Spanish Cobs
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  1. #1
    us
    Jan 2005
    Silver Spring, MD
    Fisher
    317
    15 times

    Spanish Cobs

    I bought this item at a thrift store today knowing it may not be real. But, I'll post it in the hopes that my wager was worthwhile. This is a brooch that appears to have been made from Spanish cobs. Two coins appear to be milled pillar type coins and are dated 1736 and possibly 1738. One of these bears the letters "ISPAN". The other two coins have crosses on one side and shields on the obverse. One of these has a date which reads 1762. Overall, these cobs are in pretty rough shape. Holes drilled in three of them, all seem to have been clipped, pretty worn.. So, the usual questions...

    1. Are they real (AKA have I found my first Spanish treasure)?
    2. What coins are they?
    3. What if any value do they have?

    I would love to hear the opinions of the experts here.
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  2. #2
    Charter Member
    us
    An unidentified coin is a piece of metal. An identified coin is a piece of history.

    Oct 2004
    N. San Diego area (Pic of my two best 'finds'; son and grandson)
    Minelab Explorer
    19,289
    12147 times
    Shipwrecks
    Honorable Mentions (2)

    Re: Spanish Cobs

    They appear to be authentic.
    The third coin is a 2 reales piece.
    If real, all are of about 90+% silver.
    I'll add more later in the event others don't jump in.
    Don......

  3. #3
    us
    Jan 2005
    Silver Spring, MD
    Fisher
    317
    15 times

    Re: Spanish Cobs

    Thanks! I would love to have more info if others don't write back.

  4. #4
    Charter Member
    us
    An unidentified coin is a piece of metal. An identified coin is a piece of history.

    Oct 2004
    N. San Diego area (Pic of my two best 'finds'; son and grandson)
    Minelab Explorer
    19,289
    12147 times
    Shipwrecks
    Honorable Mentions (2)

    Re: Spanish Cobs

    That third one looks like Potosi mint and with (if) a "Y" to the left of the date would signify the assayer as being Raimundo de Yurriaga (1760-1770). The coin should be almost 92% silver. That coin would weigh no more than about 6.7 grams. The smaller coins may be 1 reale coins weighing 1/2 that of the two reales.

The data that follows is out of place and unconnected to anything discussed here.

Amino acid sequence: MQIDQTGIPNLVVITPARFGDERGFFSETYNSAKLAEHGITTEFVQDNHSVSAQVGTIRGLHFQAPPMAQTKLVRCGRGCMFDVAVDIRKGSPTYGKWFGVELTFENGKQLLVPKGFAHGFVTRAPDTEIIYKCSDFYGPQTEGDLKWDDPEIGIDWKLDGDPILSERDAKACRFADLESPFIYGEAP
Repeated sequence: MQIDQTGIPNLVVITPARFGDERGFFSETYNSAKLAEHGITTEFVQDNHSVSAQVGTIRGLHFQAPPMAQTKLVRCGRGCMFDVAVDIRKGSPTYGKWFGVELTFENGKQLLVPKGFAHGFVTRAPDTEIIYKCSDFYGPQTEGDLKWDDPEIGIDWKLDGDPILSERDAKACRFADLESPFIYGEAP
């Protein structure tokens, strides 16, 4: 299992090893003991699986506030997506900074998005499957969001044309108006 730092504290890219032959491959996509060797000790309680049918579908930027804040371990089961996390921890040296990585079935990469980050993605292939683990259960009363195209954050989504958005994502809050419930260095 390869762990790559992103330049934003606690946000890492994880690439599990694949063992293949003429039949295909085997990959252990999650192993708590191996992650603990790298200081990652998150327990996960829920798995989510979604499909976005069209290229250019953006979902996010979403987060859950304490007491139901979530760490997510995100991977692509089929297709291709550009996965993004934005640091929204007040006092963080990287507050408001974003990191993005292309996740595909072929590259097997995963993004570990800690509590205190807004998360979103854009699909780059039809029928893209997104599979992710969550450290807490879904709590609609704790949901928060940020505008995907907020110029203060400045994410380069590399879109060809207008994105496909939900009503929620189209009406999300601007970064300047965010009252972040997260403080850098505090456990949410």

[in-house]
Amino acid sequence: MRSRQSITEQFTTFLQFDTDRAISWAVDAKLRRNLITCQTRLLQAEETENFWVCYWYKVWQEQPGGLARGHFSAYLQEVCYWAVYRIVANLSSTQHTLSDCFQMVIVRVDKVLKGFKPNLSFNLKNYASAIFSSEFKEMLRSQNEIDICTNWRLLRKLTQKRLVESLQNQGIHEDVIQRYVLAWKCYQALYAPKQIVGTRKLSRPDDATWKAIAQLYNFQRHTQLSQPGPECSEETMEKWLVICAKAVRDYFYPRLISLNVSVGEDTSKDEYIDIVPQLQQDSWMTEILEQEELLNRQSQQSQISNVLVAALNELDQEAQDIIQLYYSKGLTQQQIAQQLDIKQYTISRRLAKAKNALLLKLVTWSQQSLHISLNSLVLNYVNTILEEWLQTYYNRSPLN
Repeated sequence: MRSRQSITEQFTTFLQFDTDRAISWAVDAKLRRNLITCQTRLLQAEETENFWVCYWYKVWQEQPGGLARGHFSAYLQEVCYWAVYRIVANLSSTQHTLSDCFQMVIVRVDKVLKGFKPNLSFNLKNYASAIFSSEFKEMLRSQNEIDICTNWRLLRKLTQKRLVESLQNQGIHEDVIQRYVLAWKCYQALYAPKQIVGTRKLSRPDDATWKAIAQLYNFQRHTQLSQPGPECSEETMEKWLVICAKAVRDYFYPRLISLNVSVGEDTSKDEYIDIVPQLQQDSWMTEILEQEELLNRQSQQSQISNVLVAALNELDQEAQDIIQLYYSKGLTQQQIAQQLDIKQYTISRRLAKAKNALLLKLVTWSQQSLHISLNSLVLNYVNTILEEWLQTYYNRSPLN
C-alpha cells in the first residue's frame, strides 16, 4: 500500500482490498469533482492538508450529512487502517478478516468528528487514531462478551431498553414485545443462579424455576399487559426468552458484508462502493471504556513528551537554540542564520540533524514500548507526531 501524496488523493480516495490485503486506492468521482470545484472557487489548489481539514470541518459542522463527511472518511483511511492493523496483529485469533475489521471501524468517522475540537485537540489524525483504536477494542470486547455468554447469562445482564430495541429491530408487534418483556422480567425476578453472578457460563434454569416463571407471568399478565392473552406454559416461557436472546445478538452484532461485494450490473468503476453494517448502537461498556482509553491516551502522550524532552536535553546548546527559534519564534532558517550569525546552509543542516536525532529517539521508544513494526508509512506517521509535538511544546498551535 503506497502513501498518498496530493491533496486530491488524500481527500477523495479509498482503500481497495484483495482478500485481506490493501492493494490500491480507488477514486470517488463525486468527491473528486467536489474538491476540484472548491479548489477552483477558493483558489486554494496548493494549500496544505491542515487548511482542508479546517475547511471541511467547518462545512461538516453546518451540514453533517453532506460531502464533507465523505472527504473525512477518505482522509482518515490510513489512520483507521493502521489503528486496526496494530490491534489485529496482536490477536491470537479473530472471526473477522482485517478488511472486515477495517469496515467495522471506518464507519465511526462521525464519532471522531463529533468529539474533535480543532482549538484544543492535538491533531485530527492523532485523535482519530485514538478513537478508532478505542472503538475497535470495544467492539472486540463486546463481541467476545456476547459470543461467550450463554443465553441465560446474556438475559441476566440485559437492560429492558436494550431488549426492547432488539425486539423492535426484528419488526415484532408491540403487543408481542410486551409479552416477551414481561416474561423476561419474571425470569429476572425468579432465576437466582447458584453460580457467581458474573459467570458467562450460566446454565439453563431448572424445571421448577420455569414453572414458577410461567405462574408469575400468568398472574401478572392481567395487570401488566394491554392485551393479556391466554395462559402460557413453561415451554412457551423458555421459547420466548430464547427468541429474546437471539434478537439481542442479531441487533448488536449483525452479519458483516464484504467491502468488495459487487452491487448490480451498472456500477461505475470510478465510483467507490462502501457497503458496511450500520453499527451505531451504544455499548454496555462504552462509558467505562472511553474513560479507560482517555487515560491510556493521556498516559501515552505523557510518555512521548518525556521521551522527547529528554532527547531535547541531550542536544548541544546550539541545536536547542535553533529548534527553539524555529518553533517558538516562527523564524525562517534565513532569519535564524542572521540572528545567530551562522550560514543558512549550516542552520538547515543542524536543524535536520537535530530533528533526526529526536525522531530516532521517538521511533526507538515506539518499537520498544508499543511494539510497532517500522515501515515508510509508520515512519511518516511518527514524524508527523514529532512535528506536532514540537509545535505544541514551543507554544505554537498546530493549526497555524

Clipping would be natural; the mints way of reducing the weight of the coin down to the required weight. Of course, coins were also clipped away from the mint; the clippings being saved and later redeemed based on their weight.

    You may wish to click onto the Sedwick banner at the top of this page for more info on these 'cob' coins.
    Don.......

  5. #5
    us
    Jan 2005
    Silver Spring, MD
    Fisher
    317
    15 times

    Re: Spanish Cobs

    Wow. You certainly know your stuff. Any ballpark for value on a weird item like this, given that it's been drilled and welded up? Thanks again!

  6. #6
    Charter Member
    us
    An unidentified coin is a piece of metal. An identified coin is a piece of history.

    Oct 2004
    N. San Diego area (Pic of my two best 'finds'; son and grandson)
    Minelab Explorer
    19,289
    12147 times
    Shipwrecks
    Honorable Mentions (2)

    Re: Spanish Cobs

    Sedwick (as previously referenced) hosts periodic auctions of similar coins.
    Once on his site, you should have no difficulty in navigating to his auctions and prices.

  7. #7
    us
    Sep 2004
    Down South - Marietta, GA
    Minelab Explorer SE (land), Aquapulse AQ1B (sea), Fisher CZ-20 (water, beach), Fisher 1266X (woods)
    1,038
    6 times

    Re: Spanish Cobs

    I would say that would probably sell for $75 - $100 on Ebay, so you did good for a $20 investment....

    Stan

  8. #8
    us
    Oct 2009
    89

    Re: Spanish Cobs

    most of these are made from real (pun) reales...

    found in the markets in central america

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